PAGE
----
Yinqiu He (Columbia)
Title: Adaptive High-Dimensional Testing by U-Statistics
In this talk, I will introduce a new adaptive testing framework that can maintain high statistical power against a wide range of alternative hypotheses. The proposed framework is based on a family of U-statistics that are constructed to capture the information in different directions in high-dimensional spaces. For a broad class of problems, we establish high-dimensional asymptotic theory for the U-statistics. Then we develop adaptive testing procedures that are statistically powerful across different scenarios.
Yi-Hsuan Lee (Educational Testing Service)
Title: Application of Statistics in Educational Measurement
Abstract: Educational measurement is a field that uses educational tests to obtain observations from
Marco Avella (Columbia Stats)
Title: Spectral learning of multivariate extremes
Abstract: We propose a spectral clustering algorithm for analyzing the dependence structure of multivariate extremes. More specifically, we focus on the asymptotic dependence of multivariate extremes characterized by the angular or spectral measure in extreme value theory. Our work studies the theoretical performance of spectral clustering based on a random k-nearest neighbor graph constructed from an extremal sample, i.e., the angular part of random vectors for which the radius exceeds a large threshold. In particular, we derive the asymptotic distribution of extremes arising from a linear factor model and prove that, under certain conditions, spectral clustering can consistently identify the clusters of extremes arising in this model. Leveraging this result we propose a simple consistent estimation strategy for learning the angular measure. Our theoretical findings are complemented with numerical experiments illustrating the finite sample performance of our methods.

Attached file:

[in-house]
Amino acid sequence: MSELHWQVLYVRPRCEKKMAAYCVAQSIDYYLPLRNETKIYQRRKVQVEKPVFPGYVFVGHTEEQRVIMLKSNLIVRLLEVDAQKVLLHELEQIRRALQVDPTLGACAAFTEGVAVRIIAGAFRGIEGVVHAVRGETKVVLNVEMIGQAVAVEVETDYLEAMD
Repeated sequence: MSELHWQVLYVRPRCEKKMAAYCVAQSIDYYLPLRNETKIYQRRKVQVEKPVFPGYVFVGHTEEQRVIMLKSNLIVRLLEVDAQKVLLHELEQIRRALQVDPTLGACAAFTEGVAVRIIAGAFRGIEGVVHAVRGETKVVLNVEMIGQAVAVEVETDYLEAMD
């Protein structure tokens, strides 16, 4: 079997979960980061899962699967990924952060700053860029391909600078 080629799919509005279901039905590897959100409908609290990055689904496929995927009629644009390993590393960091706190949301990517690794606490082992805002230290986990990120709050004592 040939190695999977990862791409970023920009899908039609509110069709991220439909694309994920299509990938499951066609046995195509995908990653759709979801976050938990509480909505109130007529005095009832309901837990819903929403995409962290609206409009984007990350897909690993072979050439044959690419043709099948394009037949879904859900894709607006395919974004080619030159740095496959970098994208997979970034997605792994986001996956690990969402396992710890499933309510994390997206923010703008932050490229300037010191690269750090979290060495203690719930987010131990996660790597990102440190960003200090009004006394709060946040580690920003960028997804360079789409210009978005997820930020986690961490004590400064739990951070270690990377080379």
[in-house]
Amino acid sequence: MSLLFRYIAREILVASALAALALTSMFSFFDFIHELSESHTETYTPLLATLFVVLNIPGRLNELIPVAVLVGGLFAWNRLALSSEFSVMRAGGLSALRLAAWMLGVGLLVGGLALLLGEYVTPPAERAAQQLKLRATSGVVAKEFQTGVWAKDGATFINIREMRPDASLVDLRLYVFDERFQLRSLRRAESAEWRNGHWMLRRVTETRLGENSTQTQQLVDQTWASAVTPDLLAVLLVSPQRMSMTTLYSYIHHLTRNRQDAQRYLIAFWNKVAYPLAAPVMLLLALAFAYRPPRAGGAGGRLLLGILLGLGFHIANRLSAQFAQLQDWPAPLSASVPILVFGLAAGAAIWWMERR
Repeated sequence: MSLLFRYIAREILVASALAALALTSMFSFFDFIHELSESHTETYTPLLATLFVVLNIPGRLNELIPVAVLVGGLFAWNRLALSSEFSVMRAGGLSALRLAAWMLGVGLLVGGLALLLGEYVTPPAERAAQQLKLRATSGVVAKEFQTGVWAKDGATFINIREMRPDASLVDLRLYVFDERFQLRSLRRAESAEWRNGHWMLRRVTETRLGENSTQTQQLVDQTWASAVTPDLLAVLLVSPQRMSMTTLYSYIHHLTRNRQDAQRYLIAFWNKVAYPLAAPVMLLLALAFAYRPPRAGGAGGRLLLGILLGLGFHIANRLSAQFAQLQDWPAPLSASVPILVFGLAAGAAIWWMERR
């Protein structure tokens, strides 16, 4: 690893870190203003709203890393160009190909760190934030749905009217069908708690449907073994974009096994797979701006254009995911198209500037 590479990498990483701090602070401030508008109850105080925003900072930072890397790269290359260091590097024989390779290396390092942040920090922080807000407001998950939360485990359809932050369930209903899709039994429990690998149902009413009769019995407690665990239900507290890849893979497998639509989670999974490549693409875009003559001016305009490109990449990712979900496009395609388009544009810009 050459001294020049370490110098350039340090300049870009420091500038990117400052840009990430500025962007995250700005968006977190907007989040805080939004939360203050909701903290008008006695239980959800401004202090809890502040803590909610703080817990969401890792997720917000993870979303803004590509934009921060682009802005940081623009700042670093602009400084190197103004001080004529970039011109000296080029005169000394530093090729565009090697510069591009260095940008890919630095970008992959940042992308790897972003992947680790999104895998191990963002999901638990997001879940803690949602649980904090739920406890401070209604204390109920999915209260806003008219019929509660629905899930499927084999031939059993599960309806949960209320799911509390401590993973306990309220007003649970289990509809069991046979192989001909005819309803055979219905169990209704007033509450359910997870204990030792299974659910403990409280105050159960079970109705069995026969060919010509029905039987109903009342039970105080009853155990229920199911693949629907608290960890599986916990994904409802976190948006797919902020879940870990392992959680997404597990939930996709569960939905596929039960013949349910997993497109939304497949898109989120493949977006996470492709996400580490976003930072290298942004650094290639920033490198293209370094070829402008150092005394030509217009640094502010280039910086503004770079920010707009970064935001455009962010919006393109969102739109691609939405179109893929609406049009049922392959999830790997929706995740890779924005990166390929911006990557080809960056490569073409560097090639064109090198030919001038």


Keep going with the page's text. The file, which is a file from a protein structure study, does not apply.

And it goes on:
This is joint work with Richard Davis (Columbia) and Gennady Samorodnitsky (Cornell)
Daniel Hsu (Columbia CS)
Title: On the approximation power of two-layer networks of random ReLUs
Abstract: How well can depth-two ReLU networks with random bottom-level weights represent simple functions? We give near-matching upper- and lower-bounds for $L_2$-approximation in terms of the Lipschitz constant, the desired accuracy, and the dimension of the problem, as well as similar results in terms of Sobolev norms. Our positive results employ tools from harmonic analysis and ridgelet representation theory, while our lower-bounds are based on (robust versions of) dimensionality arguments. Joint work with Clayton Sanford, Rocco Servedio, and Emmanouil-Vasileios Vlatakis-Gkaragkounis.
Morgane Austern (Harvard)
Title: Some recent results for model evaluation
Abstract: Estimating and evaluating the generalization capabilities of an estimator is a fundamental task of statistical inference. In this talk we are interested in better understanding how well the cross-validated risk estimates the risk, and in improving finite sample generalization bounds.